Panasonic’s GX7 boasts in-body stabilization, up to 40 FPS using an electronic shutter, and Light Speed AF all inside a super stylish design with a comfortable rubber grip. One of BL’s biggest micro four thirds enthusiasts took it out for a spin – check out the results below, along with some personal observations on performance and features.
First, the facts:
• Sensor: 16.84MP Micro Four Thirds (2x Crop) MOS Sensor
• File Format: JPEG, MPO, RAW
• Video: 1080p HD
• ISO Range: 200-25600 (Extended Mode: 125-25600)
• AF Points: 23
• Ports: USB 2.0
• Flash: Hot Shoe, Built-In
• FPS: Up to 10 (except when using the electronic shutter feature for 40 FPS)
• Live View
• Weight: 14.18oz
Other notable features include an impressive action-stopping 1/8000th of a second shutter ability and flash syncing at 1/320th of a second and a DSLR-esque twin-dial control system.
The fully 90 degree tilting viewfinder is also a welcome feature.
Manual focus is super easy with the GX7. You can touch the area on the screen where you want to zoom in for manual focus assist. There’s peaking as well.
The touch screen is capacitive (responds to your touch). Besides the ability to change key settings while shooting, you can review images by swiping through them with the flick of a finger.
As mentioned above, the GX7 has this crazy 40 FPS mode when using the electronic shutter. However, to use it you are limited to reduced-resolution JPEGs but it’s still a fun option to have.
As silly as it may look, tilting the EVF to point the camera skyward without having to crane the neck actually makes getting certain architectural shots refreshingly easy.
Time Lapse Shot will record and then automatically combine sequential images to produce a time lapse video. Highlight Shadow Control allows adjustments to the highlights and shadows when working in Live View. A built-in Level Gauge automatically switches orientation when needed and is handy for landscapes.
Autofocus on the GX7 is blazingly fast. AF locks onto the subject immediately even in low light where manual focus is often the only option. Continuous AF, however, still tends to hunt around as one would expect with no phase-detect sensors. The GX7 employs contrast detection for acquiring focus.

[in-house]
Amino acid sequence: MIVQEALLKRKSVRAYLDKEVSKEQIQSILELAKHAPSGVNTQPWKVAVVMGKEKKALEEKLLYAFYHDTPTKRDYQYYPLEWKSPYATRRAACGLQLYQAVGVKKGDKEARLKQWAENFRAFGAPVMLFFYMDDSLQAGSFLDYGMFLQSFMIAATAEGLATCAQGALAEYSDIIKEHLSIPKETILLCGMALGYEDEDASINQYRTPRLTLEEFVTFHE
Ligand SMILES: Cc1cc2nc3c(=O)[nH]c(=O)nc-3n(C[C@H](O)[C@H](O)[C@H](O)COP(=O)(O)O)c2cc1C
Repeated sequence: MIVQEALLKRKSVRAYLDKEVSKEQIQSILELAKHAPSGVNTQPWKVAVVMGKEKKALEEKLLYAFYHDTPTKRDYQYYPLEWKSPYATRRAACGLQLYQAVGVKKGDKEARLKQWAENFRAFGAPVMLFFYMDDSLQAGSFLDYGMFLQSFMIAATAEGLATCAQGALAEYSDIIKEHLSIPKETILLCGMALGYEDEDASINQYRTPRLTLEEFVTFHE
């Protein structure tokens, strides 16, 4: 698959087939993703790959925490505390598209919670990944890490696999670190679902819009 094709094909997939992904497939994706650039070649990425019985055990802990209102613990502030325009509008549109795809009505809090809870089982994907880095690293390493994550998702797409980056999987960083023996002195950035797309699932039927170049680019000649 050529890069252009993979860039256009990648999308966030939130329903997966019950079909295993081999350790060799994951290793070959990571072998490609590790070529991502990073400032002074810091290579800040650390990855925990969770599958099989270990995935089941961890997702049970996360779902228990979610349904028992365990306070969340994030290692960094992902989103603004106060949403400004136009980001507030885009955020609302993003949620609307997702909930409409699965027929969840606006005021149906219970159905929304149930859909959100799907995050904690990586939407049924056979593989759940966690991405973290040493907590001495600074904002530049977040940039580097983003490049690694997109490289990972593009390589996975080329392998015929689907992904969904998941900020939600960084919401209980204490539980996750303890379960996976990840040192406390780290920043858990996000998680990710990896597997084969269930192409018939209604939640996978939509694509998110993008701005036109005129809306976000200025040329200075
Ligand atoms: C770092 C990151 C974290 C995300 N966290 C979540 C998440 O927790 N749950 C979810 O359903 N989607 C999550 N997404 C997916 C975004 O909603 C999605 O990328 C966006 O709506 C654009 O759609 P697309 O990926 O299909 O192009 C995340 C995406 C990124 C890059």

Flash portrait photographers will be pleased with the native sync speed of 1/320th of a second. This portrait was lit with a Canon 600EX through an umbrella and triggered with Pocket Wizard Plus IIIs. You can mount a Pocket Wizard to the hot shoe of the GX7 to fire off-camera flash. This higher sync speed is especially handy for when you want to shoot outdoors with a shallow depth-of-field without losing the pleasing, subject-separating darker background. This portrait was shot at f/0.95 with the Voigtlander Nokton 25mm Micro Four Thirds Lens.
It’s typical for micro four thirds cameras to be limited to a 1/4000th of a second maximum shutter speed. The GX7 will go up to 1/8000th – an awesome expansion.
The in-body stabilization combined with a fast lens will allow you to shoot still subjects in almost complete darkness without having to crank up your ISO. This image was taken hand-held at 1/10th of a second, f/0.95, and ISO 200. The in-body stabilization is good but doesn’t seem to be as good as the 5-axis sensor shift system found in Olympus micro four thirds cameras like the OM-D E-M5. We welcome contrary observations, however – further testing required.
Pin-Point AF allows for Live View images to be magnified during shooting for homing in on tight details. One-Shot AF quickly and automatically acquires focus with manual focusing still available for greater creative control.
Silent Mode switches the shutter from mechanical to electronic and disables all sounds allowing for more inconspicuous shooting.
In addition to the tilting viewfinder, the 3″ monitor tilts 45 degrees upward or 80 degrees downward and is designed for reduced glare when used in bright sunlight.
The micro four thirds mount system allows for exceptional variety in lens choices from Olympus, Sigma, and more. Try out the stylish Panasonic GX7 Micro Four Thirds Mirrorless Camera and share your results!
All images ©Jonathan Fleming